Is this not a “natural, authentic” wine? Some would argue one or all of the three additives used makes this wine somehow makes it un-natural and less authentic. A few others might argue that trucking the grapes several hundred miles in a refrigerated container is also unauthentic but that’s another story.

My point is what is authentic wine is highly debatable. What is not is a sea of industrial wines sold that not only use modern science to produce clean wines but also techniques that make the resulting product softer and more approachable (think micro-oxygenation, mega-purple and other such processes or additives here). That doesn’t mean the wine is not better for all the manipulation but what is left is not an authentic representation of the site and grapes harvested that year.

But that’s just my opinion, and as Dennis Miller used to say, I could be wrong.

What Makes A Wine “Authentic”? originally appeared on Winecast. Licensed under Creative Commons.

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“A glass of wine a day will not harm your baby and may actually be good for a child’s development, researchers have found” http://www.telegraph.co.uk/health/healthnews/10125329/A-glass-of-wine-a-day-while-pregnant-will-not-harm-your-baby.html http://www.telegraph.co.uk/health/healthnews/10125329/A-glass-of-wine-a-day-while-pregnant-will-not-harm-your-baby.html#comments Tue, 18 Jun 2013 23:22:15 +0000 http://winecast.net/?p=2321 “A glass of wine a day will not harm your baby and may actually be good for a child’s development, researchers have found” originally appeared on Winecast. Licensed under Creative Commons.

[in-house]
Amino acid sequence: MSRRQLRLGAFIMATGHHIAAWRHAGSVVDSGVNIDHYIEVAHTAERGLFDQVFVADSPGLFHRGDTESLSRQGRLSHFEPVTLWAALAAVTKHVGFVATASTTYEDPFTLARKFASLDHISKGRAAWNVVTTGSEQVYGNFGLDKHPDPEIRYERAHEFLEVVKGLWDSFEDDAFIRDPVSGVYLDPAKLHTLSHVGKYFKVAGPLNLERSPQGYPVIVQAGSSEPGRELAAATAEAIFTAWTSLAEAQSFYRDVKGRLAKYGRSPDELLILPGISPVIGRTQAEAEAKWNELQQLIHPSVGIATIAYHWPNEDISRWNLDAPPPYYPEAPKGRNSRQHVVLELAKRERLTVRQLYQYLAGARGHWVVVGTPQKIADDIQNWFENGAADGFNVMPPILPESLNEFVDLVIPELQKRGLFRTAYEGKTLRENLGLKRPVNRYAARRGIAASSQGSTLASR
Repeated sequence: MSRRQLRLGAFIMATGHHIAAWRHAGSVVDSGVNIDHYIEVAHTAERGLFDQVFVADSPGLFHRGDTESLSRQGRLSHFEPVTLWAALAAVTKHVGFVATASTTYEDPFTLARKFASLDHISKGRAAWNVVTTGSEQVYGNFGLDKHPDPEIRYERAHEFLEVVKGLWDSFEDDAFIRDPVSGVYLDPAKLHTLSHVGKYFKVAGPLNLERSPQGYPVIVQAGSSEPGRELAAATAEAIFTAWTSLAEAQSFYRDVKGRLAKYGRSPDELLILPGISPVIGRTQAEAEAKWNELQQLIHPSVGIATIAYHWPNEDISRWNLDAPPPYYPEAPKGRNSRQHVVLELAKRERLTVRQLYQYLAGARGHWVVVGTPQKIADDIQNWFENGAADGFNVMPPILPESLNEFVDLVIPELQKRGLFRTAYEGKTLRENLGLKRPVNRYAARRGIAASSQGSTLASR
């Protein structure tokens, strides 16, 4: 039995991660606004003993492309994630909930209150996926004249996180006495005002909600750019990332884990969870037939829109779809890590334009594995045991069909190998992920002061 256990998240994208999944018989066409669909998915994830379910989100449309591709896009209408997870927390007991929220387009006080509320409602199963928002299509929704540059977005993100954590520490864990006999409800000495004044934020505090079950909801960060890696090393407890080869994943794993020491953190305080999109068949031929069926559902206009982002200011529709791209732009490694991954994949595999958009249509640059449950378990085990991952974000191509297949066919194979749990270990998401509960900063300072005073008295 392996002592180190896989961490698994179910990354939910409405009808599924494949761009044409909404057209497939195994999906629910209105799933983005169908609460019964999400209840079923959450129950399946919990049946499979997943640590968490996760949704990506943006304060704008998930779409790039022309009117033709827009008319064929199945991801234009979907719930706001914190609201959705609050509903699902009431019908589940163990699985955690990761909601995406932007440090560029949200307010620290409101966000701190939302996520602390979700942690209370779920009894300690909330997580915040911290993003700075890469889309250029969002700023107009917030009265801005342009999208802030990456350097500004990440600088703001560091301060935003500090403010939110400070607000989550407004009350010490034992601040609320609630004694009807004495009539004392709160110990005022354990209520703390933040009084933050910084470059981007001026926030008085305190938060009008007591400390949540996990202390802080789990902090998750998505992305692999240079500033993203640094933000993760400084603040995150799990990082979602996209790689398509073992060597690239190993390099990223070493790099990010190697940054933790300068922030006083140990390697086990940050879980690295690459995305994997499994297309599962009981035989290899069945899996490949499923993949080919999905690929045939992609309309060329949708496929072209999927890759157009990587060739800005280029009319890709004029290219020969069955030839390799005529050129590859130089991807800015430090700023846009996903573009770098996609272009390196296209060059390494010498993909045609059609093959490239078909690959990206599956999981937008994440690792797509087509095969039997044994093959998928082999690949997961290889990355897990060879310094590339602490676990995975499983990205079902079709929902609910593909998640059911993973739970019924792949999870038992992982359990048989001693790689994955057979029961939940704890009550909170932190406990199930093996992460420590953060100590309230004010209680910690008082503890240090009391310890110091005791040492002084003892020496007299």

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As with anything you eat or drink, moderation and common sense, not prohibition, often makes the most sense.

via The Telegraph

“A glass of wine a day will not harm your baby and may actually be good for a child’s development, researchers have found” originally appeared on Winecast. Licensed under Creative Commons.

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The Steve Jobs Of Wine: Winemaker Paul Hobbs http://www.forbes.com/sites/katiebell/2013/06/17/the-steve-jobs-of-wine-winemaker-paul-hobbs/ http://www.forbes.com/sites/katiebell/2013/06/17/the-steve-jobs-of-wine-winemaker-paul-hobbs/#comments Mon, 17 Jun 2013 23:53:26 +0000 http://winecast.net/?p=2317 The Steve Jobs Of Wine: Winemaker Paul Hobbs originally appeared on Winecast. Licensed under Creative Commons.

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Short but insightful interview.

via Forbes

The Steve Jobs Of Wine: Winemaker Paul Hobbs originally appeared on Winecast. Licensed under Creative Commons.

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“Germany produces some of the best dry white wine in the world frequently sold at very affordable prices” http://online.wsj.com/article/SB10001424127887324634304578537343475330344.html http://online.wsj.com/article/SB10001424127887324634304578537343475330344.html#comments Sat, 15 Jun 2013 00:58:48 +0000 http://winecast.net/?p=2287 “Germany produces some of the best dry white wine in the world frequently sold at very affordable prices” originally appeared on Winecast. Licensed under Creative Commons.

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Good weekend reading from Will Lyons.

via WSJ

“Germany produces some of the best dry white wine in the world frequently sold at very affordable prices” originally appeared on Winecast. Licensed under Creative Commons.

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Wired Tests Wine Preservation Systems, Picks Correct Winner http://www.wired.com/reviews/2013/06/wine-preserve?pid=3375&viewall=true http://www.wired.com/reviews/2013/06/wine-preserve?pid=3375&viewall=true#comments Fri, 14 Jun 2013 22:47:57 +0000 http://winecast.net/?p=2278 Wired Tests Wine Preservation Systems, Picks Correct Winner originally appeared on Winecast. Licensed under Creative Commons.